Backed by modern research? Several studies have shown goji can improve immune function and combat the ill effects of stress on the body. Research also backs up goji’s reputation as a liver protector. Animal studies indicate it can help normalise blood pressure and blood sugar levels.
Find it/use it: The berries are commonly available in health stores and supermarkets. Sprinkle them over your morning porridge or muesli. Chinese supermarkets often sell it in granule form to take as a tea. Or try Gojiberry tea by Birt and Tang, www.victoriahealth.com
Schisandra (Wu Wei Zi)
What is it? Schisandra is a woody vine that grows in the forests of northern China and Russia. The berries are the part used medicinally.
Traditional use? Schisandra is a famous liver, kidney and sexual tonic for both men and women. It also softens the skin, increases endurance and reduces fatigue.
Backed by modern research? The active compounds in schisandra stimulate liver enzymes and promote liver cell growth. Studies have also found that taking schisandra fruit, either alone or in combination with rhodiola and Siberian ginseng, can improve concentration, attention and speed of thinking.
Find it/use it? Organic Schisandra Berry Fruit Powder, www.buywholefoodsonline.co.uk. Start with one teaspoon a day, mixed in juice or a smoothie.
Tonics from the garden
Early herbalists used tonic herbs from the garden in the days before refrigeration, to help the body recover from a long season of dried and salted foods.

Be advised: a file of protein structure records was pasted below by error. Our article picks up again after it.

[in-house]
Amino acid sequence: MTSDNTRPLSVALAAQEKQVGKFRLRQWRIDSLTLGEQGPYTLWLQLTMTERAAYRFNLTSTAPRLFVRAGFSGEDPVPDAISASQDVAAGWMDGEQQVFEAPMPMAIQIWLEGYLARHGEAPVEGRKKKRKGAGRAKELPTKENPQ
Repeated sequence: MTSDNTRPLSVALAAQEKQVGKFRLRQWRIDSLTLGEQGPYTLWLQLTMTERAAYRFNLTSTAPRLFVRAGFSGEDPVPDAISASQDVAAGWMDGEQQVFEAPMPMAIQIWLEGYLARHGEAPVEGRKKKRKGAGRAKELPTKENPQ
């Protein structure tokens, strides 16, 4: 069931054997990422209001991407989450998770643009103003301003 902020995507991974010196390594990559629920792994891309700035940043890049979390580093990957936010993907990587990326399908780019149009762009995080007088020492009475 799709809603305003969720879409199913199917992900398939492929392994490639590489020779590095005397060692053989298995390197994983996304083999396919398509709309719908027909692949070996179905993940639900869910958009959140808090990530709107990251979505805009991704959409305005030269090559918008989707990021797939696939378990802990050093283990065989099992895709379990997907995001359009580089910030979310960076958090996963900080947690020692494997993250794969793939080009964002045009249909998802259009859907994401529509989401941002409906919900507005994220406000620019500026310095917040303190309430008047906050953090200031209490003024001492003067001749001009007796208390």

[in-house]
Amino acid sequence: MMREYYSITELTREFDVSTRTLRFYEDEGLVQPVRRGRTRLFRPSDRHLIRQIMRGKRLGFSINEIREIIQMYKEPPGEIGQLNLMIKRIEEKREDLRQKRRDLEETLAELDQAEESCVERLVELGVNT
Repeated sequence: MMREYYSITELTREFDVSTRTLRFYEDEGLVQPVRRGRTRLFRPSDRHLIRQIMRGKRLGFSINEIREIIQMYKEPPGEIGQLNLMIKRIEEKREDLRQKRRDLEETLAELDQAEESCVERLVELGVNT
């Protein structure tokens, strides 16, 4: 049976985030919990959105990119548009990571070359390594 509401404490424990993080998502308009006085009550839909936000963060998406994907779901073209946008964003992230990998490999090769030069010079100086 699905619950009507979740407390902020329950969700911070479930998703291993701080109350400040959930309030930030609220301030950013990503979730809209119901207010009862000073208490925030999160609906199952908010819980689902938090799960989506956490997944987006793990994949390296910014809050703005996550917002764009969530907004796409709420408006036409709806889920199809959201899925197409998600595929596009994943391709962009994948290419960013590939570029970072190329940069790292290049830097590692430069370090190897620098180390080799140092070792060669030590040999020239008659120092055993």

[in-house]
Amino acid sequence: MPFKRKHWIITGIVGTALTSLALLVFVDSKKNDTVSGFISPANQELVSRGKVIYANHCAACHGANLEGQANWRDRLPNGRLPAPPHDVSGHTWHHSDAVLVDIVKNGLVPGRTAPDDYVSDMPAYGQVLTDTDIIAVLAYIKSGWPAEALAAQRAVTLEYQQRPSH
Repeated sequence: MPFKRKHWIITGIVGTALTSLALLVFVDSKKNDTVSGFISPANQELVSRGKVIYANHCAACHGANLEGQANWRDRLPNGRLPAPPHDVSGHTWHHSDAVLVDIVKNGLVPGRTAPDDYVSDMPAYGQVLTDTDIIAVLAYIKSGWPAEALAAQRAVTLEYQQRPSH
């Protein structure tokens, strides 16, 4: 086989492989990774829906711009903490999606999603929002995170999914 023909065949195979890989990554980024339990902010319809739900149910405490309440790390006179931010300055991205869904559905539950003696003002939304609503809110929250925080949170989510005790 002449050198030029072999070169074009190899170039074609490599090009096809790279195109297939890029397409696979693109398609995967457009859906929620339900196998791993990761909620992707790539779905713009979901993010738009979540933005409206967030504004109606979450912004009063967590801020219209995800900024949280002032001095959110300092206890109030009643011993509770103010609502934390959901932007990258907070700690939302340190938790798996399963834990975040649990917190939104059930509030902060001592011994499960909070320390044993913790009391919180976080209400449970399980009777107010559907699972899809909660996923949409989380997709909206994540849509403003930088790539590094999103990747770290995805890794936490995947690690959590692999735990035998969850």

‘They abound in our back gardens but they’re often overlooked as weeds,’ says Dee Atkinson of the National Institute of Medical Herbalists. ‘They support elimination and are fantastic skin and liver tonics.’ They are gentler in their actions and so can be used freely. Just make sure they are washed well before use.
Nettle (Urtica dioica): ‘Nettles act as a general tonic,’ says Adele Nozedar, author of The Hedgerow Handbook. ‘They are rich in protein and vitamin C. It’s surprising we don’t use them more often.’ Adele recommends using them as you would spinach, in soups, omelettes, stir-fries, or by making nettle tea.
Dandelion (Taraxacum): ‘Dandelion is a natural diuretic,’ says Adele. ‘It helps flush out toxins and detoxify your liver.’ Adele recommends using the leaves in salads or soups. For dandelion tea, just put a handful of washed leaves in a teapot, add boiling water and steep for five minutes.
Cleavers (Galium aparine): Also known as Goosegrass, these are long, whip-like plants with very sticky stalks. They are soothing to the gut and a powerful anti-inflammatory. use the young leaves, not the stalks, raw in salads, steamed or sauteed.
Find out more:
The Register of Chinese Herbal Medicine: rchm.co.uk
National Institute of Medical Herbalists: nimh.org.uk
A version of this feature first appeared in Top Sante magazine.